Rule #1: This is Not Their Mother’s Trip To Europe. Kids will irrevocably alter a trip, and you have to be okay with that. This trip is not the feature film, it’s the teaser trailer—the hook that will sell your kids on the joys of international travel forever. Slow down. Play like a local.
Rule #2: You Don’t Need All That Stuff. Remember when you had your first child and carried a bag filled with everything you might need for the next 18 years of their life? For many parents, their first trip abroad is like that. Take some cues from your fourth-child friends and their two-diapers-in-a-purse style of parenting. Bring the bare essentials.
Rule #3: Your First Day is a Loss. I don’t care how early your flight gets in, or how close your destination is to the airport, or how short your trip is and how important it is to cram in every last experience you can. Just accept it right now—your first day is a loss.
Rule #4: Always Know Where the Ice Cream Is AKA The Rule of Two Locations. In any given seven days of travel, you should only sleep in two different locations. It takes a couple of days to get your bearings in your temporary “neighborhood,” and knowing where the closest ice cream cart is can be a day-saver.
Rule #5: We’ll Laugh About This Someday. Travel with kids is a lot like Junior High. The one thing you desperately need, perspective, is the thing that’s hardest to come by. So remember, you’ll laugh about this someday.
Rule #6: Not All Friends Are Travel Friends. So, you and your BFF (Best Friend Family) are going to Italy and you KNOW you are going to love every second of your time together? Wonderful. But let me offer a few pieces of advice that can help along even the smoothest of dual-family trips.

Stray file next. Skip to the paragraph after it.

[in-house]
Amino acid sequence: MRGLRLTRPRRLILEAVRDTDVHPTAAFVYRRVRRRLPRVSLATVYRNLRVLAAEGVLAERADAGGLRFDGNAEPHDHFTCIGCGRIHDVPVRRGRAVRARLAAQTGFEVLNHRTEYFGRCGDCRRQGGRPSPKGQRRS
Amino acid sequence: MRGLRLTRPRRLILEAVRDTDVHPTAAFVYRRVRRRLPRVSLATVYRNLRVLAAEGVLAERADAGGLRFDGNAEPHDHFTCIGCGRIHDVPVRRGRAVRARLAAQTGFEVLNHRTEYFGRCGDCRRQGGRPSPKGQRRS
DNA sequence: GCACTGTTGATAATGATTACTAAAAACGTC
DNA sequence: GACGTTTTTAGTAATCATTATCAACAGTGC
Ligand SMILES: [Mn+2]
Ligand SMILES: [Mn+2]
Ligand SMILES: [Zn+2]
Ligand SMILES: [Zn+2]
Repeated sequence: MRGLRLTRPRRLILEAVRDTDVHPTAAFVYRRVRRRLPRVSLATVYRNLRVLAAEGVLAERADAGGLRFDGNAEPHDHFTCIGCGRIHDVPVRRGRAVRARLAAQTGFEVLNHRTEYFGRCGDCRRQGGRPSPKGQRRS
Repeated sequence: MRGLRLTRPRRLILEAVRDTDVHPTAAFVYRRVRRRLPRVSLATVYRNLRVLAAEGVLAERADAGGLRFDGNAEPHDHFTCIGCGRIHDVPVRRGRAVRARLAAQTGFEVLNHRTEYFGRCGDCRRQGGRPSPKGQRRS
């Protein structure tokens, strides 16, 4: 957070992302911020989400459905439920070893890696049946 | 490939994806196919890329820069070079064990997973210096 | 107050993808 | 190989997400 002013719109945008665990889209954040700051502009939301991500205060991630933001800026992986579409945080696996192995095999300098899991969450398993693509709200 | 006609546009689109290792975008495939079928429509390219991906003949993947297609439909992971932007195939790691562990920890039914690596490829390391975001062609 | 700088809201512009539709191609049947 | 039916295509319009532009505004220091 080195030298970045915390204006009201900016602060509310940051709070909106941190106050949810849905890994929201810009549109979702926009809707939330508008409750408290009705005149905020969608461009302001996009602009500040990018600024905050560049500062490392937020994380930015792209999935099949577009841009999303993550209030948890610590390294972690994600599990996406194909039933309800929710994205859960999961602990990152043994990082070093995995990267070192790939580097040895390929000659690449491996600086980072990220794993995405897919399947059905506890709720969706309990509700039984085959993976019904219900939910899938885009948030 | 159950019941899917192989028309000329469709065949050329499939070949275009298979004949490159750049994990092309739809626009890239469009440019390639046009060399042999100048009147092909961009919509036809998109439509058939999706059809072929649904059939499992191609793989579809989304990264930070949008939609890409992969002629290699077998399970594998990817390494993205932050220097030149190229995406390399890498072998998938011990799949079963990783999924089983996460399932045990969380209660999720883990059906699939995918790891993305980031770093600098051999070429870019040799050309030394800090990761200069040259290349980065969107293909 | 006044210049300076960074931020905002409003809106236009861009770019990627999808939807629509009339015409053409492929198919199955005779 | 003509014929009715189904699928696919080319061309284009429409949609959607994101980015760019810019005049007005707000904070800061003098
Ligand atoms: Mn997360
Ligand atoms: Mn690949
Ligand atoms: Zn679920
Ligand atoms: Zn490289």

Rule #7: Jet Lag, Baby. You might think you know about jet lag. You may have traveled a lot, and you may feel you’ve got a handle on how you react to it and how best to combat it. But I submit that you have never seen anything like a baby with jet lag.
Rule #8: You DO Need All This Stuff. If at any point in your packing you hear yourself utter the words “what if,” stop. Take that thing back out of the bag. “What if” is your enemy. “What if” will see you dragging four giant suitcases through the London Underground. You are not going to tea with the Queen. You are not going to get snowed on in Rome in June. Step away from the closet. You do not need that thing. Here’s what you do need . . .
Rule #9: Your Kid is Your Passport. Traveling with children will often gain you instant friends and helpers as well as getting you admittance to all kinds of “special” places and experiences you’d never get otherwise. Whether it’s being pulled to the front of the Immigration line or getting invited to dinner with a local family, your kids are your ticket to a better experience.
Rule # 10: It’s Not Worth It. At least once in every vacation, your well-laid plans are going to come up against the Will of Your Offspring. You have to be willing to adapt. Even the most travel-hardened kids are occasionally going to declare their independence, and you need to know how to pick your battles.
Rule #11: You’re Not The Boss of Me. This is your trip, and it should feel like it. Your trip is not going to look like anyone else’s. Only you know what you want to do, only you know what your toddler will tolerate and your teenager will adore. Plan YOUR trip. And don’t let guilt make you do things you don’t want to.
Rule # 12: Start a Travel Tradition. Build some continuity into your travels and save money on souvenirs with these simple, frugal, unusual ideas for creating family travel traditions.
Rule # 13: Eat This (and That). One thing many parents worry about when traveling overseas with their kids is the food. Will they eat it? Will they hate it? Will we end up eating at McDonald’s in Paris? The answer to these questions is yes. And it’s okay.
Rule #14: The Detour Can Be the Adventure. Disasters happen, but almost every situation can be salvaged and many will become your new favorite travel stories if you respond to them correctly. They might even become the stuff of family legend.